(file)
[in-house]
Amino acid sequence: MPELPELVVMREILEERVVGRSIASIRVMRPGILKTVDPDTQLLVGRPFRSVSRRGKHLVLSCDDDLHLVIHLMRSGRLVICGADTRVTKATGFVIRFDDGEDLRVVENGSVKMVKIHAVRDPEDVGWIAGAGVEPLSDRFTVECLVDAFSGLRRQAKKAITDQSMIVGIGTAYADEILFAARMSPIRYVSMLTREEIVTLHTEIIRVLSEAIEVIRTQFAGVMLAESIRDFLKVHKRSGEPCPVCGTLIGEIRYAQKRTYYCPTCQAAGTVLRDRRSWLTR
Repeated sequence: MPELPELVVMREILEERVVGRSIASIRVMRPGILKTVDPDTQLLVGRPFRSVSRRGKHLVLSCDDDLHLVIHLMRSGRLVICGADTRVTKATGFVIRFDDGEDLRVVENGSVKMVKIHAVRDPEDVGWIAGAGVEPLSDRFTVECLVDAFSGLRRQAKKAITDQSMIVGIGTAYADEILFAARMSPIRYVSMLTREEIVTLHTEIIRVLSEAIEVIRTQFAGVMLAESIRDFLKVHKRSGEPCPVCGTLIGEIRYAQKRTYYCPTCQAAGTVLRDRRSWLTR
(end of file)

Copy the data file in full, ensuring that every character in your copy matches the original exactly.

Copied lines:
[in-house]
Amino acid sequence: MPELPELVVMREILEERVVGRSIASIRVMRPGILKTVDPDTQLLVGRPFRSVSRRGKHLVLSCDDDLHLVIHLMRSGRLVICGADTRVTKATGFVIRFDDGEDLRVVENGSVKMVKIHAVRDPEDVGWIAGAGVEPLSDRFTVECLVDAFSGLRRQAKKAITDQSMIVGIGTAYADEILFAARMSPIRYVSMLTREEIVTLHTEIIRVLSEAIEVIRTQFAGVMLAESIRDFLKVHKRSGEPCPVCGTLIGEIRYAQKRTYYCPTCQAAGTVLRDRRSWLTR
Repeated sequence: MPELPELVVMREILEERVVGRSIASIRVMRPGILKTVDPDTQLLVGRPFRSVSRRGKHLVLSCDDDLHLVIHLMRSGRLVICGADTRVTKATGFVIRFDDGEDLRVVENGSVKMVKIHAVRDPEDVGWIAGAGVEPLSDRFTVECLVDAFSGLRRQAKKAITDQSMIVGIGTAYADEILFAARMSPIRYVSMLTREEIVTLHTEIIRVLSEAIEVIRTQFAGVMLAESIRDFLKVHKRSGEPCPVCGTLIGEIRYAQKRTYYCPTCQAAGTVLRDRRSWLTR